Japanese village’s mission to banish waste inspires nation
The residents of a remote village on the Japanese island of Shikoku have spent almost two decades reusing, recycling and reducing – united behind a mission to end their dependence on incinerators and landfill as the world struggles to tackle the climate emergency and the plastic waste crisis.
Although Kamikatsu, 370 miles from Tokyo, did not manage to banish waste altogether, its efforts have inspired other communities in Japan to take up the zero-waste challenge.
Household waste must be separated into no fewer than 45 categories before being taken to a collection centre, where volunteers ensure items go into the correct bin, occasionally issuing polite reminders to anyone who forgets to take the lid and label off a bottle or remove nails from a plank of wood.
Items still in good condition end up at the Kuru Kuru recycling store, where residents can drop off or take home merchandise – mostly clothes, crockery and ornaments – free of charge.
In 2000, the village was forced to change the way it managed its waste when a new law on dioxin emissions forced it to shut its two incinerators.
The ageing, shrinking community did not have the money to build new incinerators or transport its waste to out-of-town facilities. The only option was to create less rubbish and to recycle as many items as possible.
Three years later, Kamikatsu became the first place in Japan to pass a zero-waste declaration – a statement of intent that met with initial opposition but which, in the years since, has created an community of eco-warriors.
There were complaints that the regular cycle of sorting, washing and disposing of rubbish would prove too much for the village’s 1,500 people.
“You are always going to get people who are uncooperative in any community-level project,” said Akira Sakano, head of Kamikatsu’s Zero Waste Academy, a nonprofit group formed in 2005.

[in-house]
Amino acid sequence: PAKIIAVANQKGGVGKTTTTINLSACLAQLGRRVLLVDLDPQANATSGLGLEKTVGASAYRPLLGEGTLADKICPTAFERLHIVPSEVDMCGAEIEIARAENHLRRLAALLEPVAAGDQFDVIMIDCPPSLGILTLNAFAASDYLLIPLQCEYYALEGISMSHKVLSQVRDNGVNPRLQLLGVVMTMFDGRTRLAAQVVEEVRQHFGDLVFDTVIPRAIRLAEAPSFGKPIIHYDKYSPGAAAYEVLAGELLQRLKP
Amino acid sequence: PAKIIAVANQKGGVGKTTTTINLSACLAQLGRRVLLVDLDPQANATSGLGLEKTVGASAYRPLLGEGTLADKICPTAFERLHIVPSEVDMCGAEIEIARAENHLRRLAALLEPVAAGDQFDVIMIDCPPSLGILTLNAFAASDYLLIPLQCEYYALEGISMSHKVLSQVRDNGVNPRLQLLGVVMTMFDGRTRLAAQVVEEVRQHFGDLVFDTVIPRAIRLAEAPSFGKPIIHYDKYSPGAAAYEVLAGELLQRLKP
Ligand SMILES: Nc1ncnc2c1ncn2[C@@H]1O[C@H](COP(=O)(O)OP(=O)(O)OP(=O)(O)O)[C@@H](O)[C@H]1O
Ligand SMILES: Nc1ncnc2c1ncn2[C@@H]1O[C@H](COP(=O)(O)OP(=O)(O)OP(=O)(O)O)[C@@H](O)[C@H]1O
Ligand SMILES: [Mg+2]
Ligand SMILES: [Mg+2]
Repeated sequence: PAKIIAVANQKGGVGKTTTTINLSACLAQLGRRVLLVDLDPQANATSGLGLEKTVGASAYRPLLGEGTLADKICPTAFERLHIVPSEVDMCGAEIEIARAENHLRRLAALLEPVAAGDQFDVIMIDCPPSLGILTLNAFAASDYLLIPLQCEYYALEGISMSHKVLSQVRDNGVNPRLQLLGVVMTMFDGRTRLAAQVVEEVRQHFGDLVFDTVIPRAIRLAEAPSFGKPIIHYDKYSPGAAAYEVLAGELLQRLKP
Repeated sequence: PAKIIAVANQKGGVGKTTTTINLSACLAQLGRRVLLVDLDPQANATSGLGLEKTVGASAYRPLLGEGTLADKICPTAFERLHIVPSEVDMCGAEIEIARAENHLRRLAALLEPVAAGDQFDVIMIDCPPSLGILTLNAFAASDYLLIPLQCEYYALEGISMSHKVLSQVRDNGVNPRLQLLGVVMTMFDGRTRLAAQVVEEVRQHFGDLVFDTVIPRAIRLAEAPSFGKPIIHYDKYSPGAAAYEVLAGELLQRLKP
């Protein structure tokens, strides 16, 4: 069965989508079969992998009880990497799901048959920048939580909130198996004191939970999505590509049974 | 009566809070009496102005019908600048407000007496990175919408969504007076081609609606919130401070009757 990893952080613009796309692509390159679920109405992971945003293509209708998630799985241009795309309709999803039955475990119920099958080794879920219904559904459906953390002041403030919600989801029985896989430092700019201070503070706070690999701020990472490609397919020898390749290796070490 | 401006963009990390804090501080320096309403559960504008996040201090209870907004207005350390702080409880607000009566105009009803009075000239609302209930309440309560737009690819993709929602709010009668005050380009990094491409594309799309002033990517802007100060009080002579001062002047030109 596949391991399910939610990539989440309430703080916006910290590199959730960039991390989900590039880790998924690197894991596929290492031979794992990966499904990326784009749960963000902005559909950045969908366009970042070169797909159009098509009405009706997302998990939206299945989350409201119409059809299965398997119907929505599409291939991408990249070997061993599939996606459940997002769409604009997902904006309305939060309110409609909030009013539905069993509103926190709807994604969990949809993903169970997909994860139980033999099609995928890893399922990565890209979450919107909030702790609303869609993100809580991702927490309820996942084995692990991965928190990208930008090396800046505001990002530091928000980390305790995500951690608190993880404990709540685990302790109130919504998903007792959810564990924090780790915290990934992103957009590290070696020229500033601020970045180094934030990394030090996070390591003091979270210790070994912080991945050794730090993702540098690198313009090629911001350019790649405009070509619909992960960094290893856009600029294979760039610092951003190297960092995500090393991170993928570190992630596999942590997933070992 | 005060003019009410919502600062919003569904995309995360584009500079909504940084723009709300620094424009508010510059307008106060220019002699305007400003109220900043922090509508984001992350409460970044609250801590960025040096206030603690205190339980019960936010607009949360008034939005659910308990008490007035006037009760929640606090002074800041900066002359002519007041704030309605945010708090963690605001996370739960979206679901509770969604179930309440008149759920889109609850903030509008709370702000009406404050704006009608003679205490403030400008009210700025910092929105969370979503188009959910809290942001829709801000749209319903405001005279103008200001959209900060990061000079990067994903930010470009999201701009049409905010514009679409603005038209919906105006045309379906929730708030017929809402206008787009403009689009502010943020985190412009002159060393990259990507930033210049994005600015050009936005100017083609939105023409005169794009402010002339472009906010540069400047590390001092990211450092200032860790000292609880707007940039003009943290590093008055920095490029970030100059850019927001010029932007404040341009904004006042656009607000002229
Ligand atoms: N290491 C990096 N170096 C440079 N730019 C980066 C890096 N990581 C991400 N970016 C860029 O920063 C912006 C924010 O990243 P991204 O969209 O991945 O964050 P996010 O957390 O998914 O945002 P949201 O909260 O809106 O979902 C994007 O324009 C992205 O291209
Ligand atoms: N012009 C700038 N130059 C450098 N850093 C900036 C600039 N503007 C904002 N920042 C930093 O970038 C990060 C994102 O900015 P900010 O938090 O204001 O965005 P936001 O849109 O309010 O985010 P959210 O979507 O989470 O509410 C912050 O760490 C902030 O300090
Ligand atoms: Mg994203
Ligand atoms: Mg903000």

Instead, she added, the academy focused its energies on the 80% of residents who supported the venture and who would, in time, persuade sceptics to follow suit. “Our goal was to achieve zero waste by 2020, but we have encountered obstacles that involve stakeholders and regulations outside of our scope,” said Sakano. “And certain products are designed for single use, such as sanitary products.”
While reducing consumption has proved difficult, most villagers have embraced the recycling regime. As a result, the village has been able to keep most of its waste out of landfill.
In 2016, Kamikatsu recycled 81% of the waste it produced, compared with a national average of 20%. The small number of items that have proved impossible to recycle – including leather shoes, nappies and other sanitary products – are sent to an incinerator outside the village.
And it began addressing the growing problem of plastic – which makes up the majority of the residents’ waste – well before the rest of the country.
Japan is the world’s second biggest producer of plastic waste per capita, after the US. Its consumers get through about 30bn plastic shopping bags a year, and it once shipped 1.5m tonnes of plastic waste to China every year until Beijing banned imports in 2017.
As word of its campaign spread, the village hosted officials and campaigners from overseas and other parts of Japan, hoping to emulate the scheme.
Sakano said the future of the zerowaste project would depend on businesses and local governments collaborating to make it easier for households to recycle, but added that individuals still had a duty to reuse and reduce. “It’s a lot easier to simply refuse plastic bags than to have to build somewhere to recycle them.”
A worker sorts through rubbish at a waste recycling centre in Kamikatsu